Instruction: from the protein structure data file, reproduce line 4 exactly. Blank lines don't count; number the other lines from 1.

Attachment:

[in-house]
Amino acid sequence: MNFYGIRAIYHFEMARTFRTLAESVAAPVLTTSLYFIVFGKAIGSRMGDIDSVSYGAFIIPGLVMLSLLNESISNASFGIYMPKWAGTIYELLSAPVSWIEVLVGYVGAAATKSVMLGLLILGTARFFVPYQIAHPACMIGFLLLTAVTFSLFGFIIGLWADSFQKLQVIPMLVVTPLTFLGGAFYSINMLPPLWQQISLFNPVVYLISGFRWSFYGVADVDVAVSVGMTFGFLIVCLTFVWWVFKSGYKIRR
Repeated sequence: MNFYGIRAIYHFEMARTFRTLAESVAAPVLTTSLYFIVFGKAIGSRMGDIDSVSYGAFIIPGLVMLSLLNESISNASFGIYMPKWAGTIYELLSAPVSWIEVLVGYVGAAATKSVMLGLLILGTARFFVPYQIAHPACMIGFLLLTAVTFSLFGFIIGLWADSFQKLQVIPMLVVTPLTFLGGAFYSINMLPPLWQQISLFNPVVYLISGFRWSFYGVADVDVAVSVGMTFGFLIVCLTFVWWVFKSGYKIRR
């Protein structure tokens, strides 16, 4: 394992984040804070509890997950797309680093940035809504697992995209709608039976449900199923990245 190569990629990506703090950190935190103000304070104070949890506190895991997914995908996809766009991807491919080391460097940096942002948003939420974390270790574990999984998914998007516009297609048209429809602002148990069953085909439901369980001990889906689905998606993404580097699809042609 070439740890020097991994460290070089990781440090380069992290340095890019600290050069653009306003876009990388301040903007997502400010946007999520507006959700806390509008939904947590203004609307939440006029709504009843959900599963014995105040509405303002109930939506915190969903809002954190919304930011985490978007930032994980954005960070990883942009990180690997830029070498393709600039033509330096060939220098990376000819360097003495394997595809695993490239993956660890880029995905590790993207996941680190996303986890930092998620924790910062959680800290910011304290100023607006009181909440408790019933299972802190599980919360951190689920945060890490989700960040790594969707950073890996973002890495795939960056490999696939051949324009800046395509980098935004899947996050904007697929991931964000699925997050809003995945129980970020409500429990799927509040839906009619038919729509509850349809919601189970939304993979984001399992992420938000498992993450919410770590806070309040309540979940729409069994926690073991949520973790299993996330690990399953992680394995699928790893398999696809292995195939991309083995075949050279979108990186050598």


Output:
């Protein structure tokens, strides 16, 4: 394992984040804070509890997950797309680093940035809504697992995209709608039976449900199923990245 190569990629990506703090950190935190103000304070104070949890506190895991997914995908996809766009991807491919080391460097940096942002948003939420974390270790574990999984998914998007516009297609048209429809602002148990069953085909439901369980001990889906689905998606993404580097699809042609 070439740890020097991994460290070089990781440090380069992290340095890019600290050069653009306003876009990388301040903007997502400010946007999520507006959700806390509008939904947590203004609307939440006029709504009843959900599963014995105040509405303002109930939506915190969903809002954190919304930011985490978007930032994980954005960070990883942009990180690997830029070498393709600039033509330096060939220098990376000819360097003495394997595809695993490239993956660890880029995905590790993207996941680190996303986890930092998620924790910062959680800290910011304290100023607006009181909440408790019933299972802190599980919360951190689920945060890490989700960040790594969707950073890996973002890495795939960056490999696939051949324009800046395509980098935004899947996050904007697929991931964000699925997050809003995945129980970020409500429990799927509040839906009619038919729509509850349809919601189970939304993979984001399992992420938000498992993450919410770590806070309040309540979940729409069994926690073991949520973790299993996330690990399953992680394995699928790893398999696809292995195939991309083995075949050279979108990186050598």